One major difference between our compiler-as-a-service and Microsoft's version of the C# compiler as a service is that we support two code generation engines, one generates complete assemblies (like Microsoft does) and the other one is able to be integrated with running code (this is possible because we use System.Reflection.Emit and we can reference static or dynamic code from the running process).

We have also been improving the error recovery components of the compiler as this is going to power our new intellisense/code completion engine in MonoDevelop. Mono's C# compiler is the engine that is powering the upcoming NRefactory2 library.

You can read more about our compiler as a service updates.

Unity3D

Unity is one of Mono's major users. At this point Unity no longer requires an introduction, they went from independent game engine a few years ago to be one of the major game engine platforms in the game industry this year.

The Unity engine runs on every platform under the sun. From the Consoles (PS3, Wii and XBox360) to iPhones and Androids and runs on your desktop either with the Unity3D plugin or using Google's Native Client technology. The list of games being built with Unity keeps growing every day and they are consistently among the top sellers on every app store.

Mono is the engine that powers the scripts and custom code in games and applications built with Unity3D and it also powers the actual tool that users use to build games, the Unity3D editor:

The editor itself it implemented in terms of Unity primitives, and users can extend the Unity3D editor with C#, UnityScript or Boo scripts dynamically.

One of my favorite games built with Unity3D is Rochard was demoed earlier this year on a PS3 at the GDC and is now also avaialble on Steam:

Microsoft

Just before the end of the year, Microsoft shipped Kinectimals for iOS systems.

Kinectimals is built using Unity and this marks the first time that Microsoft ships a software product built with Mono.

Then again, this year has been an interesting year for Microsoft, as they have embraced open source technologies for Azure, released SDKs for iOS and Android at the same time they ship SDKs for their own platforms and shipped various applications on Apple's AppStore for iOS.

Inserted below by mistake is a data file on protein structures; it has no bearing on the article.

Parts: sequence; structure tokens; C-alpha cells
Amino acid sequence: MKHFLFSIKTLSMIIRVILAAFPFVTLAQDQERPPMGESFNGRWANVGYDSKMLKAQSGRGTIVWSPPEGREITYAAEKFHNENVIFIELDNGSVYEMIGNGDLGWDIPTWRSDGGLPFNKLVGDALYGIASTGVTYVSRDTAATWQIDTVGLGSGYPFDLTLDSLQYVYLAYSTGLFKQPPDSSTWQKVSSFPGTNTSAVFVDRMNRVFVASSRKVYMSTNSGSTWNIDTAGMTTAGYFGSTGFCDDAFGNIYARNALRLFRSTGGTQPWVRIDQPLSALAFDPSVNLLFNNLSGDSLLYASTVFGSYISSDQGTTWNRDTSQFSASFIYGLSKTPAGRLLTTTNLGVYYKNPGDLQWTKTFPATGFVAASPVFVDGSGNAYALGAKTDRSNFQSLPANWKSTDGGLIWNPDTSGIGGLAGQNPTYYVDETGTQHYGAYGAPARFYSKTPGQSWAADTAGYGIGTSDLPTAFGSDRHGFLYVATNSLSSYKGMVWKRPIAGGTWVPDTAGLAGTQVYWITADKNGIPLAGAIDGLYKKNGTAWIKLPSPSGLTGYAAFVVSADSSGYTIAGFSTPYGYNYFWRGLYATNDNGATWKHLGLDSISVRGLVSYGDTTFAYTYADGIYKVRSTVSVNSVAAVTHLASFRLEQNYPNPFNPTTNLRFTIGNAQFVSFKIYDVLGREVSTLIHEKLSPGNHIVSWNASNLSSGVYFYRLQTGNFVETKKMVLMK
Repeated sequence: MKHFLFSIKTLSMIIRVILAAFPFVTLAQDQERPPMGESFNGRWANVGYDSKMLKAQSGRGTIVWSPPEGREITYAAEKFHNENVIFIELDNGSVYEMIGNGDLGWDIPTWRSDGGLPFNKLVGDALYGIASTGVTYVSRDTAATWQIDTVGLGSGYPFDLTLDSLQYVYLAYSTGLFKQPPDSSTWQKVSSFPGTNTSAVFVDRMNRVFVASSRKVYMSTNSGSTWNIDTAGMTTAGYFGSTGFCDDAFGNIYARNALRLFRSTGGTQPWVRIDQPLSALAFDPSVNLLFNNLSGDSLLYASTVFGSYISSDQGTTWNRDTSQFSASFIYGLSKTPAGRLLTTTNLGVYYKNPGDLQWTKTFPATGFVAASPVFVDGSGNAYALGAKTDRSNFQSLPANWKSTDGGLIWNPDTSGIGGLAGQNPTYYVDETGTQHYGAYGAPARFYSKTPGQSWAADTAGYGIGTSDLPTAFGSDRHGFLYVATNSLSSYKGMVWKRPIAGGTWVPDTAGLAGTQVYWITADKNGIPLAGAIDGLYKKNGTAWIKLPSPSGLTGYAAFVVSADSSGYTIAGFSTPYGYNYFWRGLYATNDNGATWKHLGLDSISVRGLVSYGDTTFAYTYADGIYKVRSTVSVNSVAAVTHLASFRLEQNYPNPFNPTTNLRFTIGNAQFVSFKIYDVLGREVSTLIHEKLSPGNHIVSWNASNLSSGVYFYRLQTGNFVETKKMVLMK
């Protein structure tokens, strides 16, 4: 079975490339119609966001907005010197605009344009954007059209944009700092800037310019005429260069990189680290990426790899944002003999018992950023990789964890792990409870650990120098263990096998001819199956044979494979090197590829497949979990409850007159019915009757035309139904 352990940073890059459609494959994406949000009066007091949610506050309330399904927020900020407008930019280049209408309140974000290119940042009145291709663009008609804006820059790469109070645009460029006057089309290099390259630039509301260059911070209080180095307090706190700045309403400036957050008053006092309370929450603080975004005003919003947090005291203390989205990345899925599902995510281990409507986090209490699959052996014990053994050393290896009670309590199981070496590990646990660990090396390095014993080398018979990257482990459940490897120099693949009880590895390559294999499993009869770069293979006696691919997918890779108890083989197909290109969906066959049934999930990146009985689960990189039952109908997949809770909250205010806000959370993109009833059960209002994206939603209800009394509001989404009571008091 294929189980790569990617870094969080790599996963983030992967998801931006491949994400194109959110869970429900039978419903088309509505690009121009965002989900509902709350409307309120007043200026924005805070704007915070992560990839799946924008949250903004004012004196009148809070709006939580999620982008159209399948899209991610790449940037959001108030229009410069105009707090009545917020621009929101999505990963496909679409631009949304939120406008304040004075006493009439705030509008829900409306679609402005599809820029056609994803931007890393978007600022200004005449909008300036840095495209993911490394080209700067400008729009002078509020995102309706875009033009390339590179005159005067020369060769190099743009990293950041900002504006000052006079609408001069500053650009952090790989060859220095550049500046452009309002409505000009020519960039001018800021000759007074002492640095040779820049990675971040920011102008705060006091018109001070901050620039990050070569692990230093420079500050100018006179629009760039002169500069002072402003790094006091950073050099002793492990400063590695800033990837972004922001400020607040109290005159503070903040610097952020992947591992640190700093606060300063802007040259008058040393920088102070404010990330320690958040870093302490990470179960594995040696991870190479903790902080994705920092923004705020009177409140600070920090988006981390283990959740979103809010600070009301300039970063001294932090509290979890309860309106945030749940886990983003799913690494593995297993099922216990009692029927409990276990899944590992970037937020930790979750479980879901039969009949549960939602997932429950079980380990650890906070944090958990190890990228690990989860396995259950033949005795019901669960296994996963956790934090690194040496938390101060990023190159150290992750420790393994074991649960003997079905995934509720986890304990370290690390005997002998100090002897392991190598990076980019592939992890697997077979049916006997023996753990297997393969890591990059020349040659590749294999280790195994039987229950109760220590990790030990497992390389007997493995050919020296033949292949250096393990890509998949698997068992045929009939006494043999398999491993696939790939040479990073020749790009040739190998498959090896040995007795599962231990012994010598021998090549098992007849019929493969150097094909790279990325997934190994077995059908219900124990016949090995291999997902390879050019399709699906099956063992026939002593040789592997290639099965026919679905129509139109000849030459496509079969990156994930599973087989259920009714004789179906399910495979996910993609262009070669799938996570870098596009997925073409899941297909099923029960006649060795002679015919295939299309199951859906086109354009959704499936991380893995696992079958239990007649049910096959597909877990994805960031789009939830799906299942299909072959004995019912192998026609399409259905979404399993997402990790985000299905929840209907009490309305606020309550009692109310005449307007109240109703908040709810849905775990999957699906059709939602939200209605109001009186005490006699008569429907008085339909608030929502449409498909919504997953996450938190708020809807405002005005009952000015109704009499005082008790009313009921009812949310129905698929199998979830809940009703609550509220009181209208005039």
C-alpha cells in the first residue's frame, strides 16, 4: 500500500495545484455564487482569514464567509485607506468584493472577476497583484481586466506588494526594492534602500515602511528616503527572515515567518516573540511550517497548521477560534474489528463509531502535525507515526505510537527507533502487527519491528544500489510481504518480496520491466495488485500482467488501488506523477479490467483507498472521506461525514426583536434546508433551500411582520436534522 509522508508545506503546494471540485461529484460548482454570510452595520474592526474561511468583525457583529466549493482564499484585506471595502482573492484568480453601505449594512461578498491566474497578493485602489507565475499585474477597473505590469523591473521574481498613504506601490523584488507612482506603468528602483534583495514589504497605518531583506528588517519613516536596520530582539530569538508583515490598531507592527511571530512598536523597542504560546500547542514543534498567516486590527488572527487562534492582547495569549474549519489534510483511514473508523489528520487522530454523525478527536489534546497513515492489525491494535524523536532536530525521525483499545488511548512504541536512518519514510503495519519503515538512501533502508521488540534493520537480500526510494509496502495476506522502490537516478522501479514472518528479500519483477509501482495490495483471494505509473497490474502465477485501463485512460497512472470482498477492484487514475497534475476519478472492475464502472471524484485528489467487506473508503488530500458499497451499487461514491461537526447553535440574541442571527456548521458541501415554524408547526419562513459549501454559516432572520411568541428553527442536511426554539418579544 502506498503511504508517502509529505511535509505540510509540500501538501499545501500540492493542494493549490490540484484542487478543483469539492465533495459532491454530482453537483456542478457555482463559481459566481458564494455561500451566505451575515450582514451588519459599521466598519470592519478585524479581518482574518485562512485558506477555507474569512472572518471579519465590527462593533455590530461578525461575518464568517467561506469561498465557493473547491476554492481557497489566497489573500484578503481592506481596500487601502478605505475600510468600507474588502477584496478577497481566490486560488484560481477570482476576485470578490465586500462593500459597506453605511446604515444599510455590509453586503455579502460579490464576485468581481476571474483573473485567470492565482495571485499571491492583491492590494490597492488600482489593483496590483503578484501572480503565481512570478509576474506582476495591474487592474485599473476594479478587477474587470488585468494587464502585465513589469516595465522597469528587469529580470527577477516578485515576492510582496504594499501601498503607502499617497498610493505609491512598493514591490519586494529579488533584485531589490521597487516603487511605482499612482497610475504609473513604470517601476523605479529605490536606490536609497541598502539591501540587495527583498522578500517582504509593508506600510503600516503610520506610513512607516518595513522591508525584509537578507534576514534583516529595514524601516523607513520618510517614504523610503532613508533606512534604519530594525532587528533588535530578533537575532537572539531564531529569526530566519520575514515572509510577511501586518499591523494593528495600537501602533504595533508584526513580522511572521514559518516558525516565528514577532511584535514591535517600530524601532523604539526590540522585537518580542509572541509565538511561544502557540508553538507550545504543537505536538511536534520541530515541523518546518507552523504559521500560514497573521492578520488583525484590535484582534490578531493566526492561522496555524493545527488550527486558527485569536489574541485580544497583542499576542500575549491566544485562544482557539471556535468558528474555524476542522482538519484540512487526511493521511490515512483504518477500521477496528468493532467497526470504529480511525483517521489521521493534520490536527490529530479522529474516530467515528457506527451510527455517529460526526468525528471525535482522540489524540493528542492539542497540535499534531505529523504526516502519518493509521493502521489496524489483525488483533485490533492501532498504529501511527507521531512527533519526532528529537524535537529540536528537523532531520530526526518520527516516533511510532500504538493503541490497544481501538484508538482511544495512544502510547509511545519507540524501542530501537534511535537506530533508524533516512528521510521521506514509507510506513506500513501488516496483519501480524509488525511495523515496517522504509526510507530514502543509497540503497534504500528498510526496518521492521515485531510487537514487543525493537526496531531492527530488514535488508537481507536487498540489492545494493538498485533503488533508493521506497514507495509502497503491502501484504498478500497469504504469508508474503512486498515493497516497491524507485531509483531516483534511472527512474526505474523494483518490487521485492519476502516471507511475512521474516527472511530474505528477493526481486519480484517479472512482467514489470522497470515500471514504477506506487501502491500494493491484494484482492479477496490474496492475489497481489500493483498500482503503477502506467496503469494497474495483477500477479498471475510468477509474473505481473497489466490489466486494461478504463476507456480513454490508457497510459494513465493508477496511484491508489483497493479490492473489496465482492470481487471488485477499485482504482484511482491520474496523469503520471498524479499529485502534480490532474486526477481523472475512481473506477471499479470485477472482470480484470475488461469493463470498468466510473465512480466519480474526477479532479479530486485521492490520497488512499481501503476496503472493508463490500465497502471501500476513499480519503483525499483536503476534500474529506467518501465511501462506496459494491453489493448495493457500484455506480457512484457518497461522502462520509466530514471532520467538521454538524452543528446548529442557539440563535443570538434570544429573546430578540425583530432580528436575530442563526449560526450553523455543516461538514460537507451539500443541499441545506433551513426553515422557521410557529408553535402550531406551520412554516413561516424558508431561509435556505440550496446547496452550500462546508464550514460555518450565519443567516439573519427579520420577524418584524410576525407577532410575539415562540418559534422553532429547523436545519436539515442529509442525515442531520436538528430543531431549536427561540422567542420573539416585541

MonoDevelop

We started the year with MonoDevelop 2.4 and we finished after two major releases with MonoDevelop 2.8.5.

In the course of the year, we added:

  • Native Git support
  • Added .NET 4.0 project support, upgraded where possible to XBuild/MSBuild
  • MonoMac Projects
  • XCode 4 support for MonoMac, MonoTouch and Storyboards
  • Support for Android development
  • Support for iOS5 style properties
  • Major upgrade to the debugger engine
  • Adopted native dialogs on OSX and Windows

Our Git support was based on a machine assisted translation of the Java jGit library using Sharpen. Sharpen has proved to be an incredibly useful tool to bring Java code to the .NET world.

SGen

Our precise collector has gotten a full year of testing now. With Mono 2.10 we made it very easy for developers to try it out. All users had to do was run their programs with the --sgen flag, or set MONO_ENV_OPTIONS to gc=sgen.

Some of the new features in our new Garbage Collector include:

  • Windows, MacOS X and S390x ports of SGen (in addition to the existing x86, x86-64 and ARM ports).
  • Lock-free allocation to improve scalability (we only take locks when we run out of memory).
  • Work stealing parallel collector and a parallel nursery collector, to take advantage of extra CPUs on the system to help with the GC.
  • Work on performance and scalability work, as our users tried things out in the field, we identified hot-spots in SGen which we have been addressing.

As we are spending so much time on ARM-land these days, SGen has also gained various ARM-specific optimizations.

SGen was designed primarly to be used by Mono and we are extending it beyond being a pure garbage collector for Mono, to support scenarios where our garbage collector has to be integrated with other object systems and garbage collectors. This is the case of Mono for Android where we now have a cooperative garbage collector that works hand-in-hand with Dalvik's GC. And we also introduce support for toggle references to better support Objective-C environments like MonoTouch and MonoMac.

XNA and Mono: MonoGame

Ever since Microsoft published the XNA APIs for .NET, developers have been interested in bringing XNA to Mono-based platforms.

There was a MonoXNA project, which was later reused by projects like SilverXNA (an XNA implementation for Silverlight) and later XNAtouch an implementation of XNA for the iPhone powered by MonoTouch. Both very narrow projects focused on single platforms.

This year, the community got together and turned the single platform XNATouch into a full cross-platform framework, the result is the MonoGame project:

Platform Support Matrix

Currently MonoGame's strength is on building 2D games. They already have an extensive list of games that have been published on the iOS AppStore and the Mac AppStore and they were recently featured in Channel 9's Coding For Fun: MonoGame Write Once Play Everywhere.

An early version of MonoGame/XnaTouch powers SuperGiantGame's Bastion game on Google's Native Client. Which allows users of Windows, Mac and Linux desktop systems to run the same executable on all systems. If you are running Chrome, you can install it in seconds.

Incidentally, Bastion just won three awards at the Spike VGA awards including Best Downloadable Game, Best Indie Game, and Best Original Score.

The MonoGame team had been relatively quiet for the most part of 2011 as they were building their platform, but they got into a good release cadence with the MonoGame 2.0 release in October, when they launched as a cross-platform engine, followed up with a tasty 2.1 release only two weeks ago.